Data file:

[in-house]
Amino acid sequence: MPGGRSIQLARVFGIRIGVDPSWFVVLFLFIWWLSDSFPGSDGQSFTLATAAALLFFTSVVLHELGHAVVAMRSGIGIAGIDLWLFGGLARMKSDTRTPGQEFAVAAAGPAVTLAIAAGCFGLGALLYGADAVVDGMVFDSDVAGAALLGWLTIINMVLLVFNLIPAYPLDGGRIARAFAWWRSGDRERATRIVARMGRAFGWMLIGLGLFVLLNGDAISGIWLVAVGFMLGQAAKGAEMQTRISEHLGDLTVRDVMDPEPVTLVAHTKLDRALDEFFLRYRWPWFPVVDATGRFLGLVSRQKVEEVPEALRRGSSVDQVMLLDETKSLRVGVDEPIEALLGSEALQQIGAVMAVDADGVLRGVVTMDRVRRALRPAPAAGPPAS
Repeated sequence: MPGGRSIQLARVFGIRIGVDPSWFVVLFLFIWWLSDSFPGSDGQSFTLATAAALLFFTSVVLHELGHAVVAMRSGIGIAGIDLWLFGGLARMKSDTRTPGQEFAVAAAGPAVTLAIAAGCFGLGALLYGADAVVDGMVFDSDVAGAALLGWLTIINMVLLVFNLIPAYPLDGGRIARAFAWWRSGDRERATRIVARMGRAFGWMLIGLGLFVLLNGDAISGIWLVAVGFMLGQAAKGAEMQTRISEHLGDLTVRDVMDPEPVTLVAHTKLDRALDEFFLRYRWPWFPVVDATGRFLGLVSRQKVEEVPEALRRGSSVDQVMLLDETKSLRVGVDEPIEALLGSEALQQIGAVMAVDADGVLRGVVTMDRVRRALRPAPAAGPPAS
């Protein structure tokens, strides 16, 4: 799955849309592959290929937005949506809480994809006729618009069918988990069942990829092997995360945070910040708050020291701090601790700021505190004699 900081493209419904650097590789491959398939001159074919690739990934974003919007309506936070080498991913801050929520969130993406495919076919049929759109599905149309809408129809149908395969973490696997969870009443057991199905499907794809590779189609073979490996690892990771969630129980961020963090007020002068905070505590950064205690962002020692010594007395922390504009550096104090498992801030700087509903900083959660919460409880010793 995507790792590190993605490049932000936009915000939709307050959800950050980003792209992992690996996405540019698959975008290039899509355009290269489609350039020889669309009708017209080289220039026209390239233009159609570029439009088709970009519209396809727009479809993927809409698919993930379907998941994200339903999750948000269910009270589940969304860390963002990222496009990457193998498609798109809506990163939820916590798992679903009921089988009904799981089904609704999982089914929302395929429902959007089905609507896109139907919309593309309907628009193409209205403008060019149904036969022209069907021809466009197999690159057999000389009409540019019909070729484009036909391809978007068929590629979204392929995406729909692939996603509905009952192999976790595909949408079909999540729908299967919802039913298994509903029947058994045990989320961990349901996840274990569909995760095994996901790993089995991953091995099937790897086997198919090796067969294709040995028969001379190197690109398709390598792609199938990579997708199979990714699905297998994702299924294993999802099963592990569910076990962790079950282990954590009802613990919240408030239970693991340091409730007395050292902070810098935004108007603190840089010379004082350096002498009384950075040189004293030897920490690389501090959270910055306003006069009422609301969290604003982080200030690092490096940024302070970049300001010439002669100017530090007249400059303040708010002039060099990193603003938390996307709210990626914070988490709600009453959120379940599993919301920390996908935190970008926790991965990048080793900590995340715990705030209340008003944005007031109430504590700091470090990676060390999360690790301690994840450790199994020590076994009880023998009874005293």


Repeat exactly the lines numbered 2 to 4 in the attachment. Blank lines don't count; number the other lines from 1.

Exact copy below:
Amino acid sequence: MPGGRSIQLARVFGIRIGVDPSWFVVLFLFIWWLSDSFPGSDGQSFTLATAAALLFFTSVVLHELGHAVVAMRSGIGIAGIDLWLFGGLARMKSDTRTPGQEFAVAAAGPAVTLAIAAGCFGLGALLYGADAVVDGMVFDSDVAGAALLGWLTIINMVLLVFNLIPAYPLDGGRIARAFAWWRSGDRERATRIVARMGRAFGWMLIGLGLFVLLNGDAISGIWLVAVGFMLGQAAKGAEMQTRISEHLGDLTVRDVMDPEPVTLVAHTKLDRALDEFFLRYRWPWFPVVDATGRFLGLVSRQKVEEVPEALRRGSSVDQVMLLDETKSLRVGVDEPIEALLGSEALQQIGAVMAVDADGVLRGVVTMDRVRRALRPAPAAGPPAS
Repeated sequence: MPGGRSIQLARVFGIRIGVDPSWFVVLFLFIWWLSDSFPGSDGQSFTLATAAALLFFTSVVLHELGHAVVAMRSGIGIAGIDLWLFGGLARMKSDTRTPGQEFAVAAAGPAVTLAIAAGCFGLGALLYGADAVVDGMVFDSDVAGAALLGWLTIINMVLLVFNLIPAYPLDGGRIARAFAWWRSGDRERATRIVARMGRAFGWMLIGLGLFVLLNGDAISGIWLVAVGFMLGQAAKGAEMQTRISEHLGDLTVRDVMDPEPVTLVAHTKLDRALDEFFLRYRWPWFPVVDATGRFLGLVSRQKVEEVPEALRRGSSVDQVMLLDETKSLRVGVDEPIEALLGSEALQQIGAVMAVDADGVLRGVVTMDRVRRALRPAPAAGPPAS
């Protein structure tokens, strides 16, 4: 799955849309592959290929937005949506809480994809006729618009069918988990069942990829092997995360945070910040708050020291701090601790700021505190004699 900081493209419904650097590789491959398939001159074919690739990934974003919007309506936070080498991913801050929520969130993406495919076919049929759109599905149309809408129809149908395969973490696997969870009443057991199905499907794809590779189609073979490996690892990771969630129980961020963090007020002068905070505590950064205690962002020692010594007395922390504009550096104090498992801030700087509903900083959660919460409880010793 995507790792590190993605490049932000936009915000939709307050959800950050980003792209992992690996996405540019698959975008290039899509355009290269489609350039020889669309009708017209080289220039026209390239233009159609570029439009088709970009519209396809727009479809993927809409698919993930379907998941994200339903999750948000269910009270589940969304860390963002990222496009990457193998498609798109809506990163939820916590798992679903009921089988009904799981089904609704999982089914929302395929429902959007089905609507896109139907919309593309309907628009193409209205403008060019149904036969022209069907021809466009197999690159057999000389009409540019019909070729484009036909391809978007068929590629979204392929995406729909692939996603509905009952192999976790595909949408079909999540729908299967919802039913298994509903029947058994045990989320961990349901996840274990569909995760095994996901790993089995991953091995099937790897086997198919090796067969294709040995028969001379190197690109398709390598792609199938990579997708199979990714699905297998994702299924294993999802099963592990569910076990962790079950282990954590009802613990919240408030239970693991340091409730007395050292902070810098935004108007603190840089010379004082350096002498009384950075040189004293030897920490690389501090959270910055306003006069009422609301969290604003982080200030690092490096940024302070970049300001010439002669100017530090007249400059303040708010002039060099990193603003938390996307709210990626914070988490709600009453959120379940599993919301920390996908935190970008926790991965990048080793900590995340715990705030209340008003944005007031109430504590700091470090990676060390999360690790301690994840450790199994020590076994009880023998009874005293």